The least surprising was Senator Rick Metsger’s statement that he won’t run for governor, but would seek to stay in the Senate. Metsger would have been a long-shot, especially with his late announcement of interest and the pleentitude of other possible Democratic contenders. Democratic strategists concerned about maintaining control of the Senate probably felt a bit better, since Metsger would be in good shape for re-election. He won last time with 54% in a rural district consisting mostly of Clackamas, but also Democratic-trending Hood River County.

Mark HassOn the other hand, what may be protended if Willamette Week is correct and Representative Mark Hass opts out?

Hass, considered a Democratic moderate, represents a small slice of Multnomah County but mainly Washington County, near Beaverton – an area of considerable civic turnoil right now. The area has been trending Democratic, even strongly Democratic (Hass landslid in 2004 with about 65% and was unopposed for re-election in 2002).

But it is in turnoil, and transition in the legislative ranks – and an open seat in the middle of it all – logically would suggest opportunity to Republicans. And remember: Washington County is, right now, the pivot of Oregon politics.

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Oregon

Not to hammer the point too heavily, but, well, we thought this might happen. And so we can’t report ourselves shocked, shocked.

Jim RischSome Idahoans probably were surprised, though, this afternoon when Lieutenant Governor Jim Risch said that he would run in 2006, not for governor as many had anticipated, but for re-election as lieutenant governor. (To which office he very likely will be returned. A quick disclosure note here: Your scribe was the manager of the 2002 general election campaign for Risch’s opponent.)

One of them may be a Boise columnist who stated plainly that Risch would be seeking the governorship – as Risch, to be sure, had strongly indicated for quite a while. This space, on July 7, suggested caution in adopting that view.

Here’s a piece of the July 7 post:

The new Dan Popkey column in the Idaho Statesman does something unusual and dangerous: It makes a flat, unqualified prediction about something a politician will do. In this case, in discounting the rumor mill swirling around Boise, it says that Lieutenant Governor Jim Risch will run for governor in 2006.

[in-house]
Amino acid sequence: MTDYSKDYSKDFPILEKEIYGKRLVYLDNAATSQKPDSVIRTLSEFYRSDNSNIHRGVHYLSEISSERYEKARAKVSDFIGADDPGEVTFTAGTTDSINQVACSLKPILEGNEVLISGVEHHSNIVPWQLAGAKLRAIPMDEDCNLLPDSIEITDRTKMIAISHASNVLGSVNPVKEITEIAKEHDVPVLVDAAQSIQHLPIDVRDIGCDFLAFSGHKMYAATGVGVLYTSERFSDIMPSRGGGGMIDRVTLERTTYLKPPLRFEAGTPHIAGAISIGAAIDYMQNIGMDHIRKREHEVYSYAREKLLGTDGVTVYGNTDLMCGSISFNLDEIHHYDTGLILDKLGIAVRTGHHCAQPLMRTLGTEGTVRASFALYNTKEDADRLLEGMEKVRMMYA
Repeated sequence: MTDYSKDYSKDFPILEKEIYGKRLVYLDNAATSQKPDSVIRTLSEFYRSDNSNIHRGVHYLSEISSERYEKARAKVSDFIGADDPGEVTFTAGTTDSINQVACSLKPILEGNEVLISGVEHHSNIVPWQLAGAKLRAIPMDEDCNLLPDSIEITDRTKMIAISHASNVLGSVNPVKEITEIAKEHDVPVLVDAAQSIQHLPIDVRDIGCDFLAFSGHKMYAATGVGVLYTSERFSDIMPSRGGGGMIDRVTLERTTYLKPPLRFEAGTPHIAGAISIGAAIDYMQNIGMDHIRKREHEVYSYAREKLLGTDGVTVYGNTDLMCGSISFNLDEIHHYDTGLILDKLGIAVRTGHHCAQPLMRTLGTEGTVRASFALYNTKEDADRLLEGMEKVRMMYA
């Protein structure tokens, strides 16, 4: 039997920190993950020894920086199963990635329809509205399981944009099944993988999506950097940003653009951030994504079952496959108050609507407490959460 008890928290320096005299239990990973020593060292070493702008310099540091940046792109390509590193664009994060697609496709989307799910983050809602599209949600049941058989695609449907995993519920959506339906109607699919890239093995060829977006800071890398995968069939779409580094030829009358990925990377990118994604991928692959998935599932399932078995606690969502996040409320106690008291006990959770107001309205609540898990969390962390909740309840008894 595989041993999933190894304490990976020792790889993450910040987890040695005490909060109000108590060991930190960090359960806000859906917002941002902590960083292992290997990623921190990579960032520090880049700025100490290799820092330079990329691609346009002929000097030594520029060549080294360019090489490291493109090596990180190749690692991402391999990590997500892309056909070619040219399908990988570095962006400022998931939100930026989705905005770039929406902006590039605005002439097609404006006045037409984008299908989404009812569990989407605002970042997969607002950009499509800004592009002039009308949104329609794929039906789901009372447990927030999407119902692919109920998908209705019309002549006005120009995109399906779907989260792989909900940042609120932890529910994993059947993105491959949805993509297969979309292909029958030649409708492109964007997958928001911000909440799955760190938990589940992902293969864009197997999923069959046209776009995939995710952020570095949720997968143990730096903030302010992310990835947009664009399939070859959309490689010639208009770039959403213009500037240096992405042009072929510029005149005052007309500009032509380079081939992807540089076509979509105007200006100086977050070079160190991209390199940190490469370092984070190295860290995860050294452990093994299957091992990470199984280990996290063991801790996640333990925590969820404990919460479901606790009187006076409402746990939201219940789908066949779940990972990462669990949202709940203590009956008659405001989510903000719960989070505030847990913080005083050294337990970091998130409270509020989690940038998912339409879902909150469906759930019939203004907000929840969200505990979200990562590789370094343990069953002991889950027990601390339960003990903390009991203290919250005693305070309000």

And maybe he will. But this space wagers not a cent on what Risch will do.

Popkey quotes Risch several times in his column, but the language the lieutenant governor uses is – and this is not unusual for him – a little elliptical. The key quote: “You’ve only hit the tip of the iceberg on the rumors … The whole thing’s a result of this getting started so early. I’ve said all along, ‘We have a plan and we’re sticking to the plan.’ Until then, I’m not doing interviews, and I’m not going to comment on rumors.”

You can keep looking for a while for the “I’m running for governor – period – end of story” in there, but you won’t find it. (If Risch told Popkey something like that, Popkey didn’t use it, which suggests the words weren’t spoken.)

And if the rumors are rampant, the reason isn’t entirely limited to the summer political doldrums. And if the argument for Risch doing something next year other than the governor’s race has gained attention, there’s plenty of reason for that too.

Risch would like to be governor, no doubt, and there’s little doubt that he sought and won his current office with the idea he would move up, either through election in ’06 or succession before then, if Governor Dirk Kempthorne lands an outside job. Succession still could happen, but it grows ever less likely with time. If it does – if Kempthorne really does leave sometime in, oh, the next seven or eight months – then a Risch candidacy for governor would make a great deal of sense. He’d be running as an incumbent, and probably a powerful one.

Meantime, he has a problem named Butch Otter. Otter is a former lieutenant governor and now the three-term congressional from the 1st U.S. House district. Otter may not have formally announced for governor but he’s done everything short of that: raising money, putting together a campaign (including, as Popkey notes, his best possible choice for campaign manager, Debbie Field), staffing an office, touring the state, building bridges. He has held events linking himself to up and coming Republicans, especially in eastern Idaho – his weakest area, and Risch’s strongest. For all practical purposes, the Otter campaign has been moving solidly ahead for half a year, lining up support and exhausting the political oxygen. He still has plenty of critics in Eastern Idaho (for reasons that relate both to lifestyle and his 1978 run for governor in opposition to Blackfoot leader Allan Larsen), but he’s even made some inroads there. He is very strong in the big and fast-growing Ada and Canyon County areas (where Risch did poorly in the 2002 elections), and he has a strong base up north as well. Risch’s reference to the unusually early campaign start is obviously correct; it is also a relevant strategic fact.